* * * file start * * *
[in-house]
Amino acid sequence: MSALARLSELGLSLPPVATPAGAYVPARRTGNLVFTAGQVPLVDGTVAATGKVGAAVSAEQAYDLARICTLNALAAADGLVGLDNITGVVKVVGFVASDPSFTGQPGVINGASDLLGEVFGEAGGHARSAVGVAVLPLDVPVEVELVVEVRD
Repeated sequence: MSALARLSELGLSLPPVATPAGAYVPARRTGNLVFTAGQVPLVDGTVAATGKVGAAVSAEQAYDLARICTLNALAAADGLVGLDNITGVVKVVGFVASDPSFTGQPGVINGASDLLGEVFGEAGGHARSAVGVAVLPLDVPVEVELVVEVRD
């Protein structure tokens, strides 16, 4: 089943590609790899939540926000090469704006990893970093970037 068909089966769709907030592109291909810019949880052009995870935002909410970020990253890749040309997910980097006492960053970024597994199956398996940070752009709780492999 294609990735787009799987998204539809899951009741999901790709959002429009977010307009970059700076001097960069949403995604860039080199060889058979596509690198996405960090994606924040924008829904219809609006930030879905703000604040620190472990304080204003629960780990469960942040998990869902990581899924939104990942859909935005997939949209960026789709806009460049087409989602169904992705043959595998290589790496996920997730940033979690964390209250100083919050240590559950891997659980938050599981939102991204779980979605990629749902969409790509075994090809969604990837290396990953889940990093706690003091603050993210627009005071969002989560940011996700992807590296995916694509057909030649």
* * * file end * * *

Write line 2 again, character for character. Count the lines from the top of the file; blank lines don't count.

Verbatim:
Amino acid sequence: MSALARLSELGLSLPPVATPAGAYVPARRTGNLVFTAGQVPLVDGTVAATGKVGAAVSAEQAYDLARICTLNALAAADGLVGLDNITGVVKVVGFVASDPSFTGQPGVINGASDLLGEVFGEAGGHARSAVGVAVLPLDVPVEVELVVEVRD